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George Anderson and Allison Dubois-are they frauds?

  1. Nov 3, 2005 #1
    Ever heard of mediums like George Anderson and Allison Dubois?
    I watched George Anderson on TV and they said that at least 75% of what he said about any dead person was correct.
    Are both George Anderson and Allison Dubois frauds?
     
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  3. Nov 3, 2005 #2
    The most disgousting thing that I've seen on Anderson's TV seanses was when he said "you(dead) sister says goodbye to you and she says she must cross the line to the other world,now she is disappeared on the other side".That's rubbish,I know that he is lying when he said that.
    Anyone can say that.
    Any other thoughts?
     
  4. Nov 4, 2005 #3

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  5. Sep 13, 2006 #4
    mediums

    I 've had what I call telling dreams.Their not pleasant and have always been pretty accurate.I dont ask for it to happen,it just does.Im very new on a computer so Im a slow typer,I apolgise for this please bear with me.If someone out there can explian this please do!I do not claim in any way that Im a medium,but it seems someone is telling me something.I whould prefer this did not happen!
     
  6. Sep 13, 2006 #5

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    Every person has an average of 250 dreams per night. So we have around 7500 dreams every month.
    Of course we don´t remember them all, but even if we remember only two dreams each day, there will be 60 dreams in one month. Most of them have nothing to do with any actual event and we forget them. But once in a while something happens that can be associated to a previous dream, so it seems prophetic to us.
     
  7. Sep 15, 2006 #6
    umm- Allison DuBois is a fictitious character played by Patricia Arquette - ummmmmm :confused: :shy:
     
  8. Sep 15, 2006 #7

    Evo

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  9. Dec 17, 2006 #8
    I forgot to thank you for that info Evo- my wife and I are fans of the TV show and it was really cool to find out that it was based on a real person!
     
  10. Dec 21, 2006 #9
    This subject is very interesting to me. I don't believe any of the senstionalist TV mediums are genuine, but I have had a personal experience with a medium that really scared me. My wife and I were visiting friends in Florida on vacation and went to a large flee market. We happened upon a medium offering tarot and readings. I did a session with her for a lark to see what would happen. Only $25 so what the heck. I asked for a reading rather than tarot cards and she agreed. With no prior conversation whatsoever, she took my hands and started telling me about my personal life. For example, I have three children, two by my wife and one from a former relationship. She said "I see three children, two are very close and one stands far away" Needless to say, I paid close attention to the rest of the reading and it shook my beliefs about this to the core.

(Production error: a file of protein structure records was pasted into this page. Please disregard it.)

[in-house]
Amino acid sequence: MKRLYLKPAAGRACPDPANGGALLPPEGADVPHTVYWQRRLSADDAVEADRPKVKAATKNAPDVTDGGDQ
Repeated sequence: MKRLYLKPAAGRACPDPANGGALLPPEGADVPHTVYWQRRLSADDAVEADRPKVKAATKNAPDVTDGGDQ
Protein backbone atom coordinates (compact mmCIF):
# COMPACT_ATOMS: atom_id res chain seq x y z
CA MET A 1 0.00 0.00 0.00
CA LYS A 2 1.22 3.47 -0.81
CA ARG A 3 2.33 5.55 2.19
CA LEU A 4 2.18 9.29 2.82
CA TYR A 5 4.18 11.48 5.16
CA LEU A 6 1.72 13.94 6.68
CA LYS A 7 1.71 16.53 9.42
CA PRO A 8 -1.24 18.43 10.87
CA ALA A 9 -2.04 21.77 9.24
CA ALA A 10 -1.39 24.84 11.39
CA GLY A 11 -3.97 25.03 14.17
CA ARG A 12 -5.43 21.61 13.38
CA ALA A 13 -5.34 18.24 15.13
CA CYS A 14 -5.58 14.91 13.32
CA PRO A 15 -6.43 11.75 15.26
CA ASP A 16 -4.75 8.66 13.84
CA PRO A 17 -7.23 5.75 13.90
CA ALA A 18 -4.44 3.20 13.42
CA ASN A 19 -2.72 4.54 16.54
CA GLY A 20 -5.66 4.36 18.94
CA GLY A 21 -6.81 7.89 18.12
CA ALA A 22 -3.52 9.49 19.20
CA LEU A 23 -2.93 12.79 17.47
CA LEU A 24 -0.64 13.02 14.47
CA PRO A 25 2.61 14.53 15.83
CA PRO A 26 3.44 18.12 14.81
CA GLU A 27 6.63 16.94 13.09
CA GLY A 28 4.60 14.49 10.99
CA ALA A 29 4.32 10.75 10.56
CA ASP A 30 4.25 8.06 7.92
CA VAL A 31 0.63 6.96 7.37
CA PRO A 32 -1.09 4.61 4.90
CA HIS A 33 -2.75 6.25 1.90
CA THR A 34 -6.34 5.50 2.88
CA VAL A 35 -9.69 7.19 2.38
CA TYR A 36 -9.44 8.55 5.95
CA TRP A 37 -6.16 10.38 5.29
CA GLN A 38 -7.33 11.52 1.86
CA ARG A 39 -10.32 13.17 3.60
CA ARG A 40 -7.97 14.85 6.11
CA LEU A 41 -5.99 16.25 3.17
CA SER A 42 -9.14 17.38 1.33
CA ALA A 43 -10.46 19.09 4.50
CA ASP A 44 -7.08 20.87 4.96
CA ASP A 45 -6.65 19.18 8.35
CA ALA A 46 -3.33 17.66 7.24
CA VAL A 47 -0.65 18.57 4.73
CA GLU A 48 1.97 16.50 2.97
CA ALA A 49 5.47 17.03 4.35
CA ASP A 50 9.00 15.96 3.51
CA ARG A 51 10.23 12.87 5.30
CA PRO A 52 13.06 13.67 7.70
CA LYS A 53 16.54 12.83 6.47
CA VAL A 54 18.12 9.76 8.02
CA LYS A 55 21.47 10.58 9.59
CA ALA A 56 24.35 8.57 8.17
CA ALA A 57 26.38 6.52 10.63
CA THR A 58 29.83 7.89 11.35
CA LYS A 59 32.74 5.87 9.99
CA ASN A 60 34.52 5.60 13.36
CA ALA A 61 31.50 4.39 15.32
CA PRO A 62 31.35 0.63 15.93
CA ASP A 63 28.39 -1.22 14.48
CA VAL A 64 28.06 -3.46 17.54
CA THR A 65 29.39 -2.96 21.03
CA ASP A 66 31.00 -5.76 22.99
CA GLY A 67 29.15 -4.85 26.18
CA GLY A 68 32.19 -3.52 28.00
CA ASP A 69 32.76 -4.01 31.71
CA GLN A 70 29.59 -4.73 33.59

I am 100% sure my friends had no prior contact with her and in fact did not know about my third son at all. I was the only one doing a reading so no one preceded me that could divulge any details.I stress again there was zero conversation with the medium prior to the reading so she had no clue whatsoever about any of the detials of my life.

    So, the bottom line for me is that these kinds of "abilities" cannot be dismissed entirely.
     
  11. Dec 21, 2006 #10

    Mech_Engineer

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    It's all B.S.

    The "readers" are just good at reading people (their clothes, their expressions, conversations they were having before sitting down), and going off wild guesses. The fact is that people are really easy to fool when they WANT to be fooled. It may be difficult to spot the trick if you're not looking for it, but there is one there whether you're aware of it or not.

    P&T BS had a good episode on the subject. One interesting test they did is have a guy play "characters" when going to get read by a few psychics. For one, he dressed as a "successful business man" and was acting streesed out while talking on the phone before he went into the room with the reader. The "psychic" of course said that he was stressed out, worked a lot, and should probably take a step back. Next, he went to a psychic dressed as an "out of work loser" with the tequila breath and everything. This next psychic said he needed to reevaluate his life, and he won't get a job if he never tries. Strange that the very same man went from working too hard to needing to find a job in the space of a few hours... Finally he dressed as a "suburban married man" and talked on the phone with an imaginary wife before going into the room with the psychic. The Psychic said he had a loving relationship and that there were many happy years ahead of him. Yet, the actor is, nor had he ever been, married.